Theoretical design of a magnetic-nozzle acceleration system for fusion propulsion

I. G. Mikellides, P. G. Mikellides, P. J. Turchi, T. M. York

Research output: Contribution to conferencePaper

Abstract

Numerical simulations of magnetic-nozzle flows have been successfully conducted at The Ohio State University in the interest of providing valuable insights and detailed design guidance to near-future experimental efforts. Quasisteady modeling using helium propellant with classical resistivity demonstrates a neariyisentropic expansion of the confined gas to exhaust speeds that exceed 270km/s. For a stagnation temperature of 100eV, approximately 70% of the thermal power is converted to thrust power (0.4GW) producing 4.6kN of thrust. Further expansion can lead to additional gains in thrust by utilizing the thermal power that is retained in the 20eV-plasma at the exit. In the inlet of the nozzle - near the plasma-field interface - the development of nonuniformities in the magnetic field is exposed. For T0=100eV, as much as 50% of the mass flux is found to penetrate the current-layer across the magnetic field lines. At fixed plasma pressure and applied field the layer at the throat increases in thickness from approximately 3cm to 5cm when the stagnation temperature is decreased from 250 to 100eV.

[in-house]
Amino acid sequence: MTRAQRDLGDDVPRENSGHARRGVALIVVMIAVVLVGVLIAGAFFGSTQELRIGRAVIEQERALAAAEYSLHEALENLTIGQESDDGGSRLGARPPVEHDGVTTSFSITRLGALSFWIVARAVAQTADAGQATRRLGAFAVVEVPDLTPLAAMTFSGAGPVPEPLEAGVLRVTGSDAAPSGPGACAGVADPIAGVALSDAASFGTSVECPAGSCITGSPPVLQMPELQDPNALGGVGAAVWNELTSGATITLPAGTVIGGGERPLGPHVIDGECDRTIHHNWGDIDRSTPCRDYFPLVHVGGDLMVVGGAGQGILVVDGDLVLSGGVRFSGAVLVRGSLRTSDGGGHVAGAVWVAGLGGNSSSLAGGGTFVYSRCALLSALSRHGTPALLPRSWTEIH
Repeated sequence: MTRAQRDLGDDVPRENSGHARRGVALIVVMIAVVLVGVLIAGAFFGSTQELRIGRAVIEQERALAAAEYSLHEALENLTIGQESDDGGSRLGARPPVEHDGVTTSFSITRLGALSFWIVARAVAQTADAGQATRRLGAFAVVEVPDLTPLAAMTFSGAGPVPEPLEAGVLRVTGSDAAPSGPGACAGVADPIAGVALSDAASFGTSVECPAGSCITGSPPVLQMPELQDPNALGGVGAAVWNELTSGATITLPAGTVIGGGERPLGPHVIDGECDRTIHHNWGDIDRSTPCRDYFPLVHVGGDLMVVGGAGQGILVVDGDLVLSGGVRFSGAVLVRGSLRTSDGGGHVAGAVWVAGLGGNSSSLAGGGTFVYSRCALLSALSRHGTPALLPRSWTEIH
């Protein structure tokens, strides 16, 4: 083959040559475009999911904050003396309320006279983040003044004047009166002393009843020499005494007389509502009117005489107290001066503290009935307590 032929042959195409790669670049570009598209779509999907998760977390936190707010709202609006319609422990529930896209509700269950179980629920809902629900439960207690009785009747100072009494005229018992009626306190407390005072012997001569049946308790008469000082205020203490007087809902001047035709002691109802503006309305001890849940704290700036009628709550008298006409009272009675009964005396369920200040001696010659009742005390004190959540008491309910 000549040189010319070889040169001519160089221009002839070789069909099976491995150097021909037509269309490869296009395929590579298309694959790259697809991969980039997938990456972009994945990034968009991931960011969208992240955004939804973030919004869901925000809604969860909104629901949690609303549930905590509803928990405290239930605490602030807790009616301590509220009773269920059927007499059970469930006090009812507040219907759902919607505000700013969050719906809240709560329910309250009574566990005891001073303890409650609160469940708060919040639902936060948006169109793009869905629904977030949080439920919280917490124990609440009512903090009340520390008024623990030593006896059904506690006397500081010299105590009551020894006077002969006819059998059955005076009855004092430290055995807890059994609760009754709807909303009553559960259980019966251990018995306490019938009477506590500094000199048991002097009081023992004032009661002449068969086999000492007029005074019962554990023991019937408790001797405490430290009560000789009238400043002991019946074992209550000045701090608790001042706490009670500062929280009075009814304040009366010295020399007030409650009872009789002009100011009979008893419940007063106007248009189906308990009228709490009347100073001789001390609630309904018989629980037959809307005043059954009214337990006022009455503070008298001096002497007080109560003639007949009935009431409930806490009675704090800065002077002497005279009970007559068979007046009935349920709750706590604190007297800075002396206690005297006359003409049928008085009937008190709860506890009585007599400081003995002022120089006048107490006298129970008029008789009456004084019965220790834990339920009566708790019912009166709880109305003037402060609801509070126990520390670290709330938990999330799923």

Original languageEnglish (US)
DOIs
StatePublished - 2000
Externally publishedYes
Event36th AIAA/ASME/SAE/ASEE Joint Propulsion Conference and Exhibit 2000 - Huntsville, AL, United States
Duration: Jul 16 2000Jul 19 2000

Other

Other36th AIAA/ASME/SAE/ASEE Joint Propulsion Conference and Exhibit 2000
CountryUnited States
CityHuntsville, AL
Period7/16/007/19/00

ASJC Scopus subject areas

  • Space and Planetary Science
  • Energy Engineering and Power Technology
  • Aerospace Engineering
  • Control and Systems Engineering
  • Electrical and Electronic Engineering
  • Mechanical Engineering

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  • Cite this

    Mikellides, I. G., Mikellides, P. G., Turchi, P. J., & York, T. M. (2000). Theoretical design of a magnetic-nozzle acceleration system for fusion propulsion. Paper presented at 36th AIAA/ASME/SAE/ASEE Joint Propulsion Conference and Exhibit 2000, Huntsville, AL, United States. https://doi.org/10.2514/6.2000-3367